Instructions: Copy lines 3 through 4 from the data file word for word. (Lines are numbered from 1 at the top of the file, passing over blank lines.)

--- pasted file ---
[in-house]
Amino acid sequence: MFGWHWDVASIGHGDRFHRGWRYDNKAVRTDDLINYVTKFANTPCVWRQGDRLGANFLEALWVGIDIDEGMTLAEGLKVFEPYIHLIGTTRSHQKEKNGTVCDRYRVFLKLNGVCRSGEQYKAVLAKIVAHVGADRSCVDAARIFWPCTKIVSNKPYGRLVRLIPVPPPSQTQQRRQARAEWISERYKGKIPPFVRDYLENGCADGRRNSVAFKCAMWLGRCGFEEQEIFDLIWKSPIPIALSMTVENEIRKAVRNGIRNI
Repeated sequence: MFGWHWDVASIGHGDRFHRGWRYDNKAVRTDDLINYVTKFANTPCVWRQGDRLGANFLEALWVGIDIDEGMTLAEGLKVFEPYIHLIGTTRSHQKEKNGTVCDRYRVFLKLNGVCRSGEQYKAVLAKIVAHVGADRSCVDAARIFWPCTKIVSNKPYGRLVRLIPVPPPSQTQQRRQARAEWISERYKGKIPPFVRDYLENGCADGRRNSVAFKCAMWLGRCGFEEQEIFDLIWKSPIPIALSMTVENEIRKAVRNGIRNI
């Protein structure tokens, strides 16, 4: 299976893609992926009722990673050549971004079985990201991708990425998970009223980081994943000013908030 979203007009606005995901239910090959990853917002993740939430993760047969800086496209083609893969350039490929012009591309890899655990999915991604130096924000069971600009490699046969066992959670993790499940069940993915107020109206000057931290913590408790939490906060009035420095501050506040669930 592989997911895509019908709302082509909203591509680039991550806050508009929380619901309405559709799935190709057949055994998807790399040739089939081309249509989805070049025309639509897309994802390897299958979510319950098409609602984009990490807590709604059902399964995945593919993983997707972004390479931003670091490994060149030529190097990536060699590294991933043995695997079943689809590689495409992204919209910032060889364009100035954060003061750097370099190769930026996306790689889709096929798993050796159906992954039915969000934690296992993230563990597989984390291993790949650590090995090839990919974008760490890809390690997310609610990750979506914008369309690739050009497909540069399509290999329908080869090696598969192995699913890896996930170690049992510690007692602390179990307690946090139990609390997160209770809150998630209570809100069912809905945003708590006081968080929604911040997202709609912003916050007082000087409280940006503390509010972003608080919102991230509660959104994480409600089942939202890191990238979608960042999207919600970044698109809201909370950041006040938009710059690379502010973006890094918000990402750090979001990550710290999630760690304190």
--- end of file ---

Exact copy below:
Repeated sequence: MFGWHWDVASIGHGDRFHRGWRYDNKAVRTDDLINYVTKFANTPCVWRQGDRLGANFLEALWVGIDIDEGMTLAEGLKVFEPYIHLIGTTRSHQKEKNGTVCDRYRVFLKLNGVCRSGEQYKAVLAKIVAHVGADRSCVDAARIFWPCTKIVSNKPYGRLVRLIPVPPPSQTQQRRQARAEWISERYKGKIPPFVRDYLENGCADGRRNSVAFKCAMWLGRCGFEEQEIFDLIWKSPIPIALSMTVENEIRKAVRNGIRNI
């Protein structure tokens, strides 16, 4: 299976893609992926009722990673050549971004079985990201991708990425998970009223980081994943000013908030 979203007009606005995901239910090959990853917002993740939430993760047969800086496209083609893969350039490929012009591309890899655990999915991604130096924000069971600009490699046969066992959670993790499940069940993915107020109206000057931290913590408790939490906060009035420095501050506040669930 592989997911895509019908709302082509909203591509680039991550806050508009929380619901309405559709799935190709057949055994998807790399040739089939081309249509989805070049025309639509897309994802390897299958979510319950098409609602984009990490807590709604059902399964995945593919993983997707972004390479931003670091490994060149030529190097990536060699590294991933043995695997079943689809590689495409992204919209910032060889364009100035954060003061750097370099190769930026996306790689889709096929798993050796159906992954039915969000934690296992993230563990597989984390291993790949650590090995090839990919974008760490890809390690997310609610990750979506914008369309690739050009497909540069399509290999329908080869090696598969192995699913890896996930170690049992510690007692602390179990307690946090139990609390997160209770809150998630209570809100069912809905945003708590006081968080929604911040997202709609912003916050007082000087409280940006503390509010972003608080919102991230509660959104994480409600089942939202890191990238979608960042999207919600970044698109809201909370950041006040938009710059690379502010973006890094918000990402750090979001990550710290999630760690304190």